The Santa Maria Mountains are a 16 mi (25 km) long range located northwest of Prescott, Arizona in Yavapai County in the southwestern US. Prescott National Forest, Apache Creek Wilderness, and Juniper Mesa Wilderness overlap the mountains. There are 45 named mountains in the range. At 7,267 ft (2,213 m), Camp Wood Mountain is the tallest peak and the most prominent (1,663 ft/507 m).
The Santa Maria Mountains of Yavapai County in northwest central Arizona fall within Prescott National Forest. They are neighbored by the Juniper Mountains, Sierra Prieta, Bradshaw Mountains, Black Hills, Mingus Mountains, Black Mesa, and Verde River headwaters. The range is about 16 mi (25 km) long and situated within a landscape of mesas and mountains. Camp Wood Mountain (7,267 ft/2,215 m) and Hyde Creek Mountain (7,260 ft/2,213 m) are the tallest peaks in the range.
There are two wilderness areas preserving sections of the mountains. The Juniper Mesa Wilderness contains Juniper Mesa (7,067 ft/2,154 m) and Gobbler Knob (6,972 ft/2,125 m). It was established in 1984 and spans 7,554 acres (3,057 ha).
A flat-topped mesa is the distinct feature of the wilderness. The primary vegetation is pinyon pine and Utah juniper on southern slopes and ponderosa pine and alligator juniper on northern slopes. Elevations range from about 5,600 ft to 7,000 ft (1,700 m to 2,135 m) and there are seven maintained trails totalling about 15 mi (24 km) of trails. There are no perennial water sources.
Apache Creek Wilderness lies to the north and includes Granite Knob (6,604 ft/2,013 m). Established in 1984, it protects 5,628 acres (2,278 ha) of rolling hills, granite boulder outcroppings, and pinyon, juniper, and ponderosa pine woodland.
The wilderness encompasses three natural springs and important riparian habitats. The water and vegetation make it an appealing habitat for mountain lions and a number of birds. Elevations run between 5,200 ft and 6,900 ft (1,585 m and 2,100 m). There are about 5 mi (8 km) of maintained trails in the wilderness.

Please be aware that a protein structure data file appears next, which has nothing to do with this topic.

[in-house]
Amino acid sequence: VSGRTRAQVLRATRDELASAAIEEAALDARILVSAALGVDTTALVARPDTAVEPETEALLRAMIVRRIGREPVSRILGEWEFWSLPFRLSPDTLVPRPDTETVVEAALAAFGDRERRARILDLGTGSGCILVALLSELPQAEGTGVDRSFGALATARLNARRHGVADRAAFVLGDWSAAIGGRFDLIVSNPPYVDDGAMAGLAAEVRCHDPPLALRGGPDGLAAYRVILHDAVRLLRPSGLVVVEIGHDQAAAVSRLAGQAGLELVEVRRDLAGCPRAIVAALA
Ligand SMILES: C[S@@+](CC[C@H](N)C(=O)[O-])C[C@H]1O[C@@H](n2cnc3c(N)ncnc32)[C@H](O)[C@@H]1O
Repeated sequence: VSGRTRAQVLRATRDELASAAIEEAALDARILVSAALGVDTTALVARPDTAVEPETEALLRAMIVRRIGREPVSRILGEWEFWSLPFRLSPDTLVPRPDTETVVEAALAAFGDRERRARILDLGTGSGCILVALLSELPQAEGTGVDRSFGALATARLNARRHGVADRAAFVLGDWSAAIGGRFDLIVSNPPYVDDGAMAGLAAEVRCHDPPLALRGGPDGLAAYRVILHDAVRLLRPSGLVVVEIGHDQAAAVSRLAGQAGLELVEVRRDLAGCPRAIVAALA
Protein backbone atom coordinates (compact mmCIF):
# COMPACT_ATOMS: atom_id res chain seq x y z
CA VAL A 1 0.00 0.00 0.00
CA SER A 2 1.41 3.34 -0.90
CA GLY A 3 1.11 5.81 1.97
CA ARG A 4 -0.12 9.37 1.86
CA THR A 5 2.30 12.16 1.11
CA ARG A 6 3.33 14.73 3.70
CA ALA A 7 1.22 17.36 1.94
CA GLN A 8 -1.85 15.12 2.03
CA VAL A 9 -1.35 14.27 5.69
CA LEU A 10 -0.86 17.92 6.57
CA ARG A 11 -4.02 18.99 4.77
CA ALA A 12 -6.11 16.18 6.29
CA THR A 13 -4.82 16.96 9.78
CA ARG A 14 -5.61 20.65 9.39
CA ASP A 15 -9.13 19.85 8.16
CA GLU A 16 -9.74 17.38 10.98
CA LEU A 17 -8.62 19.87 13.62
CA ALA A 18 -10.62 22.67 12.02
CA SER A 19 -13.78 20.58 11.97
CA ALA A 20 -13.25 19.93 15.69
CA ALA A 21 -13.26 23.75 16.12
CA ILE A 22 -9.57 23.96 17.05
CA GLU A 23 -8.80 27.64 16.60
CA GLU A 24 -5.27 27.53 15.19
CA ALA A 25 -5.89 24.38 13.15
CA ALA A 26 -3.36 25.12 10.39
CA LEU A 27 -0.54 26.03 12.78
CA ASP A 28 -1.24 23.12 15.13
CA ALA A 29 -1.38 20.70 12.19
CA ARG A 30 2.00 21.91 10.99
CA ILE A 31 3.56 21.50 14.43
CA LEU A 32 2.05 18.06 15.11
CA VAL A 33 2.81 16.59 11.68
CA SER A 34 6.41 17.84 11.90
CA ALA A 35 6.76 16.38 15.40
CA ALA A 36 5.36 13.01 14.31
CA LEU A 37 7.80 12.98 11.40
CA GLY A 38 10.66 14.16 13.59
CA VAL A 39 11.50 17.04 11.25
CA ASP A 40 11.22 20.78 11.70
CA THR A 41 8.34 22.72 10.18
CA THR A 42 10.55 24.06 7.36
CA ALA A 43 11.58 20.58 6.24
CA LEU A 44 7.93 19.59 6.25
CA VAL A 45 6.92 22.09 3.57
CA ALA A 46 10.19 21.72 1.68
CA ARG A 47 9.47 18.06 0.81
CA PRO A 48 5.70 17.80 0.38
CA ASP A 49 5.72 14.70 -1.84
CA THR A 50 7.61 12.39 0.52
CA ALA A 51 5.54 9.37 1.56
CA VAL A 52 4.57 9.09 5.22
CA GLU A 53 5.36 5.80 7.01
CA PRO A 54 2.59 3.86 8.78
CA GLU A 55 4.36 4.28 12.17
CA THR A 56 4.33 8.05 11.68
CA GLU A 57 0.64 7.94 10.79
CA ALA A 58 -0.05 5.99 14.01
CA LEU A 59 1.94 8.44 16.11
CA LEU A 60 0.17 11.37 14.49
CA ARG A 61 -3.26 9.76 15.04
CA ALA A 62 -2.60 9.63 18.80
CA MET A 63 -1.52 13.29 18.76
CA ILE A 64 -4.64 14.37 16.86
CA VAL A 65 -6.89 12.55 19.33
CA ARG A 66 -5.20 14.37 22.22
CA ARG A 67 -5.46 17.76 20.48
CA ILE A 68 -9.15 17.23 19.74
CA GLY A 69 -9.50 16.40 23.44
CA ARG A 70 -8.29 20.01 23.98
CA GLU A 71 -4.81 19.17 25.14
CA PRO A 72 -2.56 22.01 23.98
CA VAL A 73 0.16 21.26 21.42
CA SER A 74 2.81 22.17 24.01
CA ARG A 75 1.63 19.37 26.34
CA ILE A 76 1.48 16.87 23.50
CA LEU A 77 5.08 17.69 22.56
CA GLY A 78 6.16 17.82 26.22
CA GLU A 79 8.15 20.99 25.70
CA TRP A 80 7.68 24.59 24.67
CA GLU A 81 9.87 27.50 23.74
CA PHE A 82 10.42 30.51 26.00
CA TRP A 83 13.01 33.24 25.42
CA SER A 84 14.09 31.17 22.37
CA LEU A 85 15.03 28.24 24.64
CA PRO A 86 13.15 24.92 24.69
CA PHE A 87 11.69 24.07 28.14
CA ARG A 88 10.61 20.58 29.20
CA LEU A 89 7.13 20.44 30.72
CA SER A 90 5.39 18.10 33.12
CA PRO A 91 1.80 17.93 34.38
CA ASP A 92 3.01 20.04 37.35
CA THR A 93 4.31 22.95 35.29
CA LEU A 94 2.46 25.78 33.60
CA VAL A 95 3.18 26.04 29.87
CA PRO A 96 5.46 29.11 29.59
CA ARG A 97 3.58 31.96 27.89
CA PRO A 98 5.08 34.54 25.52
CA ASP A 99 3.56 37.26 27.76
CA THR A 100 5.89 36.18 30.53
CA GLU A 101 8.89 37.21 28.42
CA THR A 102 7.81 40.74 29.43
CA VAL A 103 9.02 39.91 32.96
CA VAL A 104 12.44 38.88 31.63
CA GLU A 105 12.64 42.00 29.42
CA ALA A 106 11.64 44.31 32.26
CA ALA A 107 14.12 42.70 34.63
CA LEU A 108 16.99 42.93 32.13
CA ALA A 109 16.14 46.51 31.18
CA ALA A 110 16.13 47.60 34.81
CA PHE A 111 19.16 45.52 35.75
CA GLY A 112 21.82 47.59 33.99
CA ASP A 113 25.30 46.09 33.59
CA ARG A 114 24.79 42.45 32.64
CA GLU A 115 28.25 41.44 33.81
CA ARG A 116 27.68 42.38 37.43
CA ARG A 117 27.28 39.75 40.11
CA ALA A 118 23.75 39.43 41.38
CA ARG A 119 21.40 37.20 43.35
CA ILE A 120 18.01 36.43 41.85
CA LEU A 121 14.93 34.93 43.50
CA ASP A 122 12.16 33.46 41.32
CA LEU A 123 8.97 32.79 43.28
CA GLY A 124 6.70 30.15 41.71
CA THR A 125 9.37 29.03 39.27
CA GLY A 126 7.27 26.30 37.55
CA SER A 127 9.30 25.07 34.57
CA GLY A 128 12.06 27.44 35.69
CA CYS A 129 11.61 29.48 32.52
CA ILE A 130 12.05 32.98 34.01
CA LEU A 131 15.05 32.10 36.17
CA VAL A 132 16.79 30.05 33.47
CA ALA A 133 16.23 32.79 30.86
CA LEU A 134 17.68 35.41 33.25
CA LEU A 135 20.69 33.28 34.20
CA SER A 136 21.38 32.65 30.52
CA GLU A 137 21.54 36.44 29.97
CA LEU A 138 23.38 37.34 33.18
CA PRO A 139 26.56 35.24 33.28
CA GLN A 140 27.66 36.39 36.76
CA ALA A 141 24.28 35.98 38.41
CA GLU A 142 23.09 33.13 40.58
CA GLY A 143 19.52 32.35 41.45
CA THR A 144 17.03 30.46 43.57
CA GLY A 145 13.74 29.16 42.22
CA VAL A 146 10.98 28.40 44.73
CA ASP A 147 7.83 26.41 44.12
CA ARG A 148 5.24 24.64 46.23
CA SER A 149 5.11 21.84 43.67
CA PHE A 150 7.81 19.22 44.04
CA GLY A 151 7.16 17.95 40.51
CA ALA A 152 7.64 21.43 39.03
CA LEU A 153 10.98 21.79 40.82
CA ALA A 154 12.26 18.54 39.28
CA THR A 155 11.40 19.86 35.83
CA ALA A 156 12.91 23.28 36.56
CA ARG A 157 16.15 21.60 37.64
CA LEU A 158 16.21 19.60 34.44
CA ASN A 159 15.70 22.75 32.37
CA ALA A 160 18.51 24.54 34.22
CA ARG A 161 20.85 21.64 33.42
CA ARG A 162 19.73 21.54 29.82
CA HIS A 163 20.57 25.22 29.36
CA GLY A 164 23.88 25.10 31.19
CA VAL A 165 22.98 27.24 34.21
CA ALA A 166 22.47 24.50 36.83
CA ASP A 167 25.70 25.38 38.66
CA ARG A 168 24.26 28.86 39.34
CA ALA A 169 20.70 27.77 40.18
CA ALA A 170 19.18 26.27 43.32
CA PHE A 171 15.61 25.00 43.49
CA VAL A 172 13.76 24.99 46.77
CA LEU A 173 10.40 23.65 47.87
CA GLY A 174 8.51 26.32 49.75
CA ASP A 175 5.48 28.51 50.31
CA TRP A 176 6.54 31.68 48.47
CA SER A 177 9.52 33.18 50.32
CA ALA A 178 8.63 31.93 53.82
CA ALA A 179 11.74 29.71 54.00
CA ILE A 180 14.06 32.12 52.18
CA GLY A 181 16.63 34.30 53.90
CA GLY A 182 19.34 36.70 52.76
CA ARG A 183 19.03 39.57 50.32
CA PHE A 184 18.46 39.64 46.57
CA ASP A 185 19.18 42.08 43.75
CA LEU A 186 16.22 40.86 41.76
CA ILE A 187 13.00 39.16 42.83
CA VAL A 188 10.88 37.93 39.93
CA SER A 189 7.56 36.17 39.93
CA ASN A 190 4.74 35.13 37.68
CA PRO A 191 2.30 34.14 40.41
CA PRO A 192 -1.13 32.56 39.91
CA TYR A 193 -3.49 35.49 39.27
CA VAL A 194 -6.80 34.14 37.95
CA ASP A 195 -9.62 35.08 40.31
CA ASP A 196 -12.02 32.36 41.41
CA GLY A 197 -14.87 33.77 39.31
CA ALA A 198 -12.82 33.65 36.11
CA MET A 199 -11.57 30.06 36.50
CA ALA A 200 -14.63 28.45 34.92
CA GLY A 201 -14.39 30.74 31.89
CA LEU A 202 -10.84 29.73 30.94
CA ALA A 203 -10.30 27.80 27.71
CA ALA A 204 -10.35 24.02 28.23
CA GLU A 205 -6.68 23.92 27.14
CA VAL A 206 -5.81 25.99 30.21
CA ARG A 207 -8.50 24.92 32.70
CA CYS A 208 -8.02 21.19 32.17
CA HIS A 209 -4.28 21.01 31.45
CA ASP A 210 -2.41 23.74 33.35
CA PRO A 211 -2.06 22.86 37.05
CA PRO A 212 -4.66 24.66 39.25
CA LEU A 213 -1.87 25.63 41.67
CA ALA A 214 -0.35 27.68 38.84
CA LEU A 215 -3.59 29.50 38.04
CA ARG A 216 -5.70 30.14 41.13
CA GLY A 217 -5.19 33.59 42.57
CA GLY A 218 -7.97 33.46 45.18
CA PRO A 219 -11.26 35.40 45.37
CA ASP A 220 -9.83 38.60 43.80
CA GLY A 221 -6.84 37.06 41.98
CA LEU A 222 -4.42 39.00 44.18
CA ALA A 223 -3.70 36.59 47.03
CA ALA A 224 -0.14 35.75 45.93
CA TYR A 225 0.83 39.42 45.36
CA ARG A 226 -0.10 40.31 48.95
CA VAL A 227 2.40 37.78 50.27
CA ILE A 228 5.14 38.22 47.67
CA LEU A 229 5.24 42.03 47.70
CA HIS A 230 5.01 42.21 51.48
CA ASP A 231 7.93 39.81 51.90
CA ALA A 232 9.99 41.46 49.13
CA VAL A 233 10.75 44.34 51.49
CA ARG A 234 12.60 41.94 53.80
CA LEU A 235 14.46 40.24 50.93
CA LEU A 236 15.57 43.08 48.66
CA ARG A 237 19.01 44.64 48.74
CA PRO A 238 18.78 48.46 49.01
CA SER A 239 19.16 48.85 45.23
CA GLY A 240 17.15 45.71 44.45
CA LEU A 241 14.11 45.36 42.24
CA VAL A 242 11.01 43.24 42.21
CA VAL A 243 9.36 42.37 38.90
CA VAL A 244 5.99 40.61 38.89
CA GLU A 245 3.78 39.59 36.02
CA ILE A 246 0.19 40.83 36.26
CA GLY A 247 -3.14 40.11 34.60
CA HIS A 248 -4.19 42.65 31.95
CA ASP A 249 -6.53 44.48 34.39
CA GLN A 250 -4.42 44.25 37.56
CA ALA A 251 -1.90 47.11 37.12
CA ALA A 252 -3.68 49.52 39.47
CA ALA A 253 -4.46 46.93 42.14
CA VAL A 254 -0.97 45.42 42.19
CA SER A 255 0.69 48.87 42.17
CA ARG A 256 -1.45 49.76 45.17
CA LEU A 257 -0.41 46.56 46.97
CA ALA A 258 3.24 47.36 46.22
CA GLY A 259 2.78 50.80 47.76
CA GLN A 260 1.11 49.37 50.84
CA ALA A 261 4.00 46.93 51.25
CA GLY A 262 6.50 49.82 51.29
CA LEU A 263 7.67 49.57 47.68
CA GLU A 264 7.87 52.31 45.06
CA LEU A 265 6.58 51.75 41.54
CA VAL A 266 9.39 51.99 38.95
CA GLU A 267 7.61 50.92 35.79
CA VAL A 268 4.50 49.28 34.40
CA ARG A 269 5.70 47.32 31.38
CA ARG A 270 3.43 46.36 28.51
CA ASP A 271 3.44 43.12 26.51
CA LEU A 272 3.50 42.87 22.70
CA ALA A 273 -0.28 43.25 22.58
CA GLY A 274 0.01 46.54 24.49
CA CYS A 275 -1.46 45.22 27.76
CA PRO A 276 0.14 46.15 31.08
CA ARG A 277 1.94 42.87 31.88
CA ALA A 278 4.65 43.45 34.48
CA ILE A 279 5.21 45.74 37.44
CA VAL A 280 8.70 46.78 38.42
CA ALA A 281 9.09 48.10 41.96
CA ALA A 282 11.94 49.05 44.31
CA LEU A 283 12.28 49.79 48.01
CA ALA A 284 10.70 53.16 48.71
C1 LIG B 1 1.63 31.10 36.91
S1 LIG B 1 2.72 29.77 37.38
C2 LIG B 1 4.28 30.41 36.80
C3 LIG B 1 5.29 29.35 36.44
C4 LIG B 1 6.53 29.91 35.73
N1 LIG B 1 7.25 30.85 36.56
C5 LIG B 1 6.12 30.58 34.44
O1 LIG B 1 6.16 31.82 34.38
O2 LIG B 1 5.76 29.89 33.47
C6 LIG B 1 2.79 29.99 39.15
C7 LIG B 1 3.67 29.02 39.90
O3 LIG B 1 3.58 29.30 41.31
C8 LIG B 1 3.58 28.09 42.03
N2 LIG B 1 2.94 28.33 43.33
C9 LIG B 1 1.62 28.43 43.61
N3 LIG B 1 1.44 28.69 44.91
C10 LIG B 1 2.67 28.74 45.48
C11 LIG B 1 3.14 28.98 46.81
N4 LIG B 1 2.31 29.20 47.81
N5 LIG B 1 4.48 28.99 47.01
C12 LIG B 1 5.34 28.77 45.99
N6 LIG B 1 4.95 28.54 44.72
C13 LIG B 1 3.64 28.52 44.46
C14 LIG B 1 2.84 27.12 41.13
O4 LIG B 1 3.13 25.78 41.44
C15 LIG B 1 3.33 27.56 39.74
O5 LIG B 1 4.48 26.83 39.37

The Santa Maria Mountains are part of the Colorado Plateau near the Arizona Transition Zone. This zone separates two significant tectonic provinces – the Colorado Plateau and the south Basin and Ranges province. The region has experienced extensive volcanic activity and tectonic extension in recent geologic history.
During the Proterozoic period, continental blocks collided and led to mountain building events beginning around 1.8 billion years ago. Subsequently, the region experienced metamorphism and volcanism. There are numerous granitic rock intrusions.
The south face of Juniper Mesa features limestone cliff bands, distinct from the surrounding granite landscape. You can spot Tapeats sandstone, Martin limestone, and Redwall limestone. This mesa indicates the historical extent of the Colorado Plateau.
Prescott National Forest encompasses multiple habitats from desert floor to mountain tops. Sonoran Desert transitions to chaparral communities, and from there to pinyon pine, juniper, and eventually Ponderosa pine. Willows thrive along waterways and oak is interspersed throughout the landscape.
Common species that reside in the mountains include mule deer, elk, javelinas, black bears, coyotes, mountain lions, bobcats, rabbits, and Abert’s squirrels.
The risk of wildfire in this region has increased in recent years. This is due to more contact between humans and wild spaces, as well as the Forest Service suppressing fires. This allows more small trees and chaparral to grow, providing more tinder and bigger blazes when fires do occur.
The Yavapai have lived in central Arizona for centuries. They can be divided into several bands by region with the Yavapai-Prescott tribe living around what is present day Prescott. The tribe made their living by hunting and gathering until the 1860s when they began to clash with settlers.
The Prescott Forest Reserve was created 1898 to protect local watersheds. The mountains surrounding Prescott had been heavily mined and logged beginning in 1863 when gold was found in the Bradshaw Mountains. The reserve had to be expanded the year after its establishment because illegal logging was still occurring on public lands.